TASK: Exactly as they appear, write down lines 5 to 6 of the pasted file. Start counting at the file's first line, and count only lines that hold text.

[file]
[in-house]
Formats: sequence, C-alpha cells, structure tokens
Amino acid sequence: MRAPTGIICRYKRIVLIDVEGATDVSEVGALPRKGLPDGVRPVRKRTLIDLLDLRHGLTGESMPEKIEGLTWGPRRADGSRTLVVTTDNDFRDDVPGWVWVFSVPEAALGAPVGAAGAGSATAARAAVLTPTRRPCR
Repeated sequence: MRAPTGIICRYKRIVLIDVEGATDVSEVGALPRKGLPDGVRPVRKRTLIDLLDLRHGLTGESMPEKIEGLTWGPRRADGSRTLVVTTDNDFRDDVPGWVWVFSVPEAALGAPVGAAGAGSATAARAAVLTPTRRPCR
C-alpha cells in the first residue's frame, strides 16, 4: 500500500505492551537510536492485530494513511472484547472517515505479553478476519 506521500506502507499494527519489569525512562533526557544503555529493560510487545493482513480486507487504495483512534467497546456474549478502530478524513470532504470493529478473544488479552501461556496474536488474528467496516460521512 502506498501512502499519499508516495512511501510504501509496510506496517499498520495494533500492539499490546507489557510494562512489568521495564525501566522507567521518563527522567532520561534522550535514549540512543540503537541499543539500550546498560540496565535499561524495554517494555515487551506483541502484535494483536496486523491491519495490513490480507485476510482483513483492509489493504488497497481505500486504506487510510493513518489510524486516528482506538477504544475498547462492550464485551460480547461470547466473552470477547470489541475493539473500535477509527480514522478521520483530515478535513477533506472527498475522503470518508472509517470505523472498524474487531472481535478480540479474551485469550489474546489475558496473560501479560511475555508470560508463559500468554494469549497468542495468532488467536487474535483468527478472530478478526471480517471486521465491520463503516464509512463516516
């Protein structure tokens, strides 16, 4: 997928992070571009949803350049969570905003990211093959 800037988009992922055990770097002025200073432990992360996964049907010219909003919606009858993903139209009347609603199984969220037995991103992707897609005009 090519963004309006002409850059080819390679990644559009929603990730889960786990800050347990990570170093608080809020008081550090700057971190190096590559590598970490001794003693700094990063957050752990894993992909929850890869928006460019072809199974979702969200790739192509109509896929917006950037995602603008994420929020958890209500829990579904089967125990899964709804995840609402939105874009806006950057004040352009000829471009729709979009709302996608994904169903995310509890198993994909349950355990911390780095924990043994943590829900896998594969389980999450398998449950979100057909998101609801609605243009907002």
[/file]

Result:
C-alpha cells in the first residue's frame, strides 16, 4: 500500500505492551537510536492485530494513511472484547472517515505479553478476519 506521500506502507499494527519489569525512562533526557544503555529493560510487545493482513480486507487504495483512534467497546456474549478502530478524513470532504470493529478473544488479552501461556496474536488474528467496516460521512 502506498501512502499519499508516495512511501510504501509496510506496517499498520495494533500492539499490546507489557510494562512489568521495564525501566522507567521518563527522567532520561534522550535514549540512543540503537541499543539500550546498560540496565535499561524495554517494555515487551506483541502484535494483536496486523491491519495490513490480507485476510482483513483492509489493504488497497481505500486504506487510510493513518489510524486516528482506538477504544475498547462492550464485551460480547461470547466473552470477547470489541475493539473500535477509527480514522478521520483530515478535513477533506472527498475522503470518508472509517470505523472498524474487531472481535478480540479474551485469550489474546489475558496473560501479560511475555508470560508463559500468554494469549497468542495468532488467536487474535483468527478472530478478526471480517471486521465491520463503516464509512463516516
């Protein structure tokens, strides 16, 4: 997928992070571009949803350049969570905003990211093959 800037988009992922055990770097002025200073432990992360996964049907010219909003919606009858993903139209009347609603199984969220037995991103992707897609005009 090519963004309006002409850059080819390679990644559009929603990730889960786990800050347990990570170093608080809020008081550090700057971190190096590559590598970490001794003693700094990063957050752990894993992909929850890869928006460019072809199974979702969200790739192509109509896929917006950037995602603008994420929020958890209500829990579904089967125990899964709804995840609402939105874009806006950057004040352009000829471009729709979009709302996608994904169903995310509890198993994909349950355990911390780095924990043994943590829900896998594969389980999450398998449950979100057909998101609801609605243009907002």